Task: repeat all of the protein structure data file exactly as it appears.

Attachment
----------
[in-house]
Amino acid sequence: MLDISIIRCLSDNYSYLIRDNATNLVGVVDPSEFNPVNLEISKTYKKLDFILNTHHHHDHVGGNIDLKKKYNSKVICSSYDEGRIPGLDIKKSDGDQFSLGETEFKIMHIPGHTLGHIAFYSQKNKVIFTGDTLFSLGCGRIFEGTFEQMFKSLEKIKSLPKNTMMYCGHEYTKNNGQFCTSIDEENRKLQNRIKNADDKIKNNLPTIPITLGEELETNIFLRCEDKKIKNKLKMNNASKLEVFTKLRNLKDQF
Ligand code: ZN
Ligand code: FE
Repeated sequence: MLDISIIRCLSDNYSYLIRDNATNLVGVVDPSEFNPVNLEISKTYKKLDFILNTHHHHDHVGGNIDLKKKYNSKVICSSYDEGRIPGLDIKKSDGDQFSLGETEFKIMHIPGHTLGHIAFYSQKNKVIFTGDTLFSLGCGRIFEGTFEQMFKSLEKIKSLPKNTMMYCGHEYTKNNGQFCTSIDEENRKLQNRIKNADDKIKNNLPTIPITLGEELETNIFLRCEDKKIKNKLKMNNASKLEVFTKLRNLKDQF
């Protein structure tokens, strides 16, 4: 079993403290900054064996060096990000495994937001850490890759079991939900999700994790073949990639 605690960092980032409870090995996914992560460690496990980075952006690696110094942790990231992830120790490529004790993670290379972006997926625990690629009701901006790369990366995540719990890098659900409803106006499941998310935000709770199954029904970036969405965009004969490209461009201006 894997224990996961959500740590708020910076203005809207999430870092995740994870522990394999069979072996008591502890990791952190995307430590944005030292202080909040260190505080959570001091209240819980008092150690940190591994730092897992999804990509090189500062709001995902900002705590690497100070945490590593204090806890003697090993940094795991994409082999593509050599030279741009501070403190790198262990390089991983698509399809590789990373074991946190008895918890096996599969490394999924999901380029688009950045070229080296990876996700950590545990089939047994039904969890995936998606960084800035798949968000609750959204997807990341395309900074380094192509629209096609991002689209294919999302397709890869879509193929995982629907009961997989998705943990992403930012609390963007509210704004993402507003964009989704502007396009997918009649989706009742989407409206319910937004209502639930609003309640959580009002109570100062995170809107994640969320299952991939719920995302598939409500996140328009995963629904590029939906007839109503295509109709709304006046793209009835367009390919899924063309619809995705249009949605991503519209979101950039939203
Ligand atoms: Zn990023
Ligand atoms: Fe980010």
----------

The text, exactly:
[in-house]
Amino acid sequence: MLDISIIRCLSDNYSYLIRDNATNLVGVVDPSEFNPVNLEISKTYKKLDFILNTHHHHDHVGGNIDLKKKYNSKVICSSYDEGRIPGLDIKKSDGDQFSLGETEFKIMHIPGHTLGHIAFYSQKNKVIFTGDTLFSLGCGRIFEGTFEQMFKSLEKIKSLPKNTMMYCGHEYTKNNGQFCTSIDEENRKLQNRIKNADDKIKNNLPTIPITLGEELETNIFLRCEDKKIKNKLKMNNASKLEVFTKLRNLKDQF
Ligand code: ZN
Ligand code: FE
Repeated sequence: MLDISIIRCLSDNYSYLIRDNATNLVGVVDPSEFNPVNLEISKTYKKLDFILNTHHHHDHVGGNIDLKKKYNSKVICSSYDEGRIPGLDIKKSDGDQFSLGETEFKIMHIPGHTLGHIAFYSQKNKVIFTGDTLFSLGCGRIFEGTFEQMFKSLEKIKSLPKNTMMYCGHEYTKNNGQFCTSIDEENRKLQNRIKNADDKIKNNLPTIPITLGEELETNIFLRCEDKKIKNKLKMNNASKLEVFTKLRNLKDQF
């Protein structure tokens, strides 16, 4: 079993403290900054064996060096990000495994937001850490890759079991939900999700994790073949990639 605690960092980032409870090995996914992560460690496990980075952006690696110094942790990231992830120790490529004790993670290379972006997926625990690629009701901006790369990366995540719990890098659900409803106006499941998310935000709770199954029904970036969405965009004969490209461009201006 894997224990996961959500740590708020910076203005809207999430870092995740994870522990394999069979072996008591502890990791952190995307430590944005030292202080909040260190505080959570001091209240819980008092150690940190591994730092897992999804990509090189500062709001995902900002705590690497100070945490590593204090806890003697090993940094795991994409082999593509050599030279741009501070403190790198262990390089991983698509399809590789990373074991946190008895918890096996599969490394999924999901380029688009950045070229080296990876996700950590545990089939047994039904969890995936998606960084800035798949968000609750959204997807990341395309900074380094192509629209096609991002689209294919999302397709890869879509193929995982629907009961997989998705943990992403930012609390963007509210704004993402507003964009989704502007396009997918009649989706009742989407409206319910937004209502639930609003309640959580009002109570100062995170809107994640969320299952991939719920995302598939409500996140328009995963629904590029939906007839109503295509109709709304006046793209009835367009390919899924063309619809995705249009949605991503519209979101950039939203
Ligand atoms: Zn990023
Ligand atoms: Fe980010």